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<html newsdate="2012-02-02">
<head>
<title>Free Software legal news</title>
<title>Legal news: Photograph copyright case could have effects on software developers</title>
</head>
<body>
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<p><strong>Quick Navigation</strong>: &#8250;&#160;<a href="#Copyright">Copyright</a>
&#8250;&#160;<a href="#Privacy">Privacy</a>
&#8250;&#160;<a href="#Open_Standards">Open Standards</a>
&#8250;&#160;<a href="#Miscellaneous">Miscellaneous</a></p>
&#8250;&#160;<a href="#Open_Standards">Open Standards and antitrust</a>&#8250;&#160;<a href="#Patents">Patents and designs</a>
&#8250;&#160;<a href="#FreeOS">Free Operating Systems</a></p>
<h2 id="Copyright">Copyright</h2>
<h3>Copyright originality in EU</h3>
<p>The debate about copyright originality threshold is getting more and more interesting around European jurisdictions due to several significant decisions of the Court of Justice of EU. In the last days, the discussion was newly triggered by ´Red Bus´ case in UK and ´newspapers´ case in Slovakia. <i>See</i> <a
href="http://ipkitten.blogspot.com/2012/01/wheels-on-birss.html"> article about 'Red Bus' case at IPKat</a> and <a href="http://blogs.computerworlduk.com/commons-law/2012/01/copyright-case-spells-trouble-for-developers/index.htm">comments on it by Andrew Katz</a>, <a
href="http://kluwercopyrightblog.com/2012/01/24/newspaper-articles-not-creative-enough-an-issue-for-the-cjeu/"> article about 'newspapers' case at Kluwer Copyright Blog</a>, <a
<p>The debate about copyright originality threshold is growing within European jurisdictions due to an expected decision of the Court of Justice of the EU (SAS v. World Programming). In January, the `Red Bus' case in the UK, and a decision on newspapers' status in Slovakia have shed light over what exactly is copyrightable.</p>
<p>Indeed, a case in the UK over infringement of copyright in a photograph showing an iconic London red bus with Big Ben and Westminster as a black and white background, is raising arguments over originality and copyright doctrine about intent that could have important effects on software developers, as Andrew Katz explained.</p>
<ul>
<li><a href="http://blogs.computerworlduk.com/commons-law/2012/01/copyright-case-spells-trouble-for-developers/index.htm">Copyright case spells trouble for developers</a>, Andrew Katz</li>
<li>Also see <a
href="http://ipkitten.blogspot.com/2012/01/wheels-on-birss.html">Wheels on the birss</a> by IPKat</li>
</ul>
<p>Another case in Slovakia answered the issue of originality in newspapers articles negatively.</p>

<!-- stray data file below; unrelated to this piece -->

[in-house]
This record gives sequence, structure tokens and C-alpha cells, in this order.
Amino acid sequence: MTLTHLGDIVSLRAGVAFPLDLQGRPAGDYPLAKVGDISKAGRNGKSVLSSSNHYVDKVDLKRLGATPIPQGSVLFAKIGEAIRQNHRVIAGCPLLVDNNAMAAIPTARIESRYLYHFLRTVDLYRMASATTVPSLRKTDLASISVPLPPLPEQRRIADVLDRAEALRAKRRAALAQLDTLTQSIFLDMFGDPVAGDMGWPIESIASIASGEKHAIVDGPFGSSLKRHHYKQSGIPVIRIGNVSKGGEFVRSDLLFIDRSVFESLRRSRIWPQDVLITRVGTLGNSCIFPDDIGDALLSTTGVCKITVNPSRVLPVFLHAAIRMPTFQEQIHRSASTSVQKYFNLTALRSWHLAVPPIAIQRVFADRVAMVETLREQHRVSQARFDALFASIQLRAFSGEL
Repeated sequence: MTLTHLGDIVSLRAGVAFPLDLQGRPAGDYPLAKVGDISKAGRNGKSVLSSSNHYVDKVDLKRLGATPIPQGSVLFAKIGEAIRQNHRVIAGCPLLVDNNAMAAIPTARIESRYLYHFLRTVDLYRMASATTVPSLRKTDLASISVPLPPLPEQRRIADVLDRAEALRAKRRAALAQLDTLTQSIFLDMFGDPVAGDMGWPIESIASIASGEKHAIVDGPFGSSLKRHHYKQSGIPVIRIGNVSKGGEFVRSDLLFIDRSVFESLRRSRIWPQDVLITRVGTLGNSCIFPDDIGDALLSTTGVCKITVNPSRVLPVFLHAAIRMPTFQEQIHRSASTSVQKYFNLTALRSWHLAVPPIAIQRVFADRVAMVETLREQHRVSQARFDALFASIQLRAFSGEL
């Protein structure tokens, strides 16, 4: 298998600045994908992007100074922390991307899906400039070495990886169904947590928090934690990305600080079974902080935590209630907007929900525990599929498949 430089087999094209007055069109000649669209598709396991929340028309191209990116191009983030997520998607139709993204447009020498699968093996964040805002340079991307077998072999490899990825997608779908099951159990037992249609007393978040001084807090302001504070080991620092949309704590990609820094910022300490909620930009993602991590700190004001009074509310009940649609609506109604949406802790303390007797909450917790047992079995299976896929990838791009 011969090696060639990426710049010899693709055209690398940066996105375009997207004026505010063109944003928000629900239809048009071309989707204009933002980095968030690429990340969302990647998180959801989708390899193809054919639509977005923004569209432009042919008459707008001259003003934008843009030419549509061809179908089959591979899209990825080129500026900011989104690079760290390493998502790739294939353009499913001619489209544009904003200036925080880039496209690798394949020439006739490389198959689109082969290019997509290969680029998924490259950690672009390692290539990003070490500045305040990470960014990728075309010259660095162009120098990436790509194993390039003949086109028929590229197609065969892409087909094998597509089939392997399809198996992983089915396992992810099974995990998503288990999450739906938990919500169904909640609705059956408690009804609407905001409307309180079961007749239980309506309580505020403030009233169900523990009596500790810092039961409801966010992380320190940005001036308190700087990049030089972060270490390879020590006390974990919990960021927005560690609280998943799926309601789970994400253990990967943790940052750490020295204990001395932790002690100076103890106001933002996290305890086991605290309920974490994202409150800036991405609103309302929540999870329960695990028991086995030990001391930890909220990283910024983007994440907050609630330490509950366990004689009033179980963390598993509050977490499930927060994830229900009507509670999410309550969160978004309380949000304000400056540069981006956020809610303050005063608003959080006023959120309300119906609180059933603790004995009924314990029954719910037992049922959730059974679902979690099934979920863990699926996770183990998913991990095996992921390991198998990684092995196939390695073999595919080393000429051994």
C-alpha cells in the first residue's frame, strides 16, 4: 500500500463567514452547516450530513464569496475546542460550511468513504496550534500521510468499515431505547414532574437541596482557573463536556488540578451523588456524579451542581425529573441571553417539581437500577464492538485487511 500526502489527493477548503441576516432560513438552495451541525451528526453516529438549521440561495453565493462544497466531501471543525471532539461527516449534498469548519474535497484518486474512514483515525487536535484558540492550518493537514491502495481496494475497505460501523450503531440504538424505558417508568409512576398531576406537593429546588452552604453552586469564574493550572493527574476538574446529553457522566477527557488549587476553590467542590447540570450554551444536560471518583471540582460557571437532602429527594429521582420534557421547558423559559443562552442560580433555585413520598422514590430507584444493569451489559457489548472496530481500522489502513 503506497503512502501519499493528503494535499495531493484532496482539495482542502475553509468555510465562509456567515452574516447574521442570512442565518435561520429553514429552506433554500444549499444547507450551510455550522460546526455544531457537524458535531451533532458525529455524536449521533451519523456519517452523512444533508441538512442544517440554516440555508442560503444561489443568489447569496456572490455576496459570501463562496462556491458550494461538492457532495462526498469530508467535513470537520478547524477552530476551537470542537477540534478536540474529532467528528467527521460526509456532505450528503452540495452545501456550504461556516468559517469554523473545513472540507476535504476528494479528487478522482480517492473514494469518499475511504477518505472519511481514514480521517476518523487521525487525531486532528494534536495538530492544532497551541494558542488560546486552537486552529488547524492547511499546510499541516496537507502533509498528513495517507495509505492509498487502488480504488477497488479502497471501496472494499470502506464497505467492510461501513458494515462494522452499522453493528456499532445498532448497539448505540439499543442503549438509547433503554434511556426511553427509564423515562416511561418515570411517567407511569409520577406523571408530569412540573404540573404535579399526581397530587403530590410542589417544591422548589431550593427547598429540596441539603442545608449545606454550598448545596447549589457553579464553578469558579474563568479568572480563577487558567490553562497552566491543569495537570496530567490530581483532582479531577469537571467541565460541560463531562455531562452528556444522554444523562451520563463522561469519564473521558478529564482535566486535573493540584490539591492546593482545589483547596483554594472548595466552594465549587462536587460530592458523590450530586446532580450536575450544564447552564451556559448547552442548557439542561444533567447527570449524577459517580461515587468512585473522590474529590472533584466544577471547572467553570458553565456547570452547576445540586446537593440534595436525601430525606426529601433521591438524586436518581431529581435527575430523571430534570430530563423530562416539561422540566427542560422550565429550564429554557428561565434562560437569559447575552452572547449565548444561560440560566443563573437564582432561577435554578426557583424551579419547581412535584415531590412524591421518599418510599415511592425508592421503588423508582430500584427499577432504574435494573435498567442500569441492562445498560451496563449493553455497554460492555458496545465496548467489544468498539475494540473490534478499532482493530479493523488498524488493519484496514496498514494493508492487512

<ul><li> <a
href="http://kluwercopyrightblog.com/2012/01/24/newspaper-articles-not-creative-enough-an-issue-for-the-cjeu/">Newspaper articles not creative enough. An issue for the CJEU?</a> by FSFE's intern Martin Husovec at Kluwer Copyright Blog</li>
<li>See also, <a
href="http://the1709blog.blogspot.com/2012/02/protection-of-photographs-in-french.html"> article about French position on originality at 1709blog</a> and <a
href="http://husovec.blogspot.com/2011/12/european-originality-doctrine-another.html"> summary of recent CJEU cases by Martin Husovec</a>;</p>
href="http://husovec.blogspot.com/2011/12/european-originality-doctrine-another.html"> summary of recent CJEU cases by Martin Husovec</a>.</li>
</ul>
<h3>Library License</h3>
<p>Library License as a way for publishers to grant non-commercial lending rights to libraries through a licensing framework. “Explicitly modeled on Creative Commons licenses with a similar eye towards simplicity and granularity, Library Licenses could be constructed in several different ways. The most simple example is a straightforward grant, where libraries could acquire and then lend ebooks after they had been on the market for a period of time ranging from instantaneous to some number of years. <i>See</i> <a href="http://dp.la/2012/01/12/press-library-license-a-suggested-framework/"> article by Kenny Whitebloom</a> and <a href="http://librarylicense.org/">project website</a>;</p>
<p>The Library License projects to give a way for publishers to grant non-commercial lending rights to libraries through a licensing framework. “Explicitly modeled on Creative Commons licenses with a similar eye towards simplicity and granularity, Library Licenses could be constructed in several different ways. The most simple example is a straightforward grant, where libraries could acquire and then lend ebooks after they had been on the market for a period of time ranging from instantaneous to some number of years. <i>See</i> <a href="http://dp.la/2012/01/12/press-library-license-a-suggested-framework/"> article by Kenny Whitebloom</a> and <a href="http://librarylicense.org/">the project's website</a>.</p>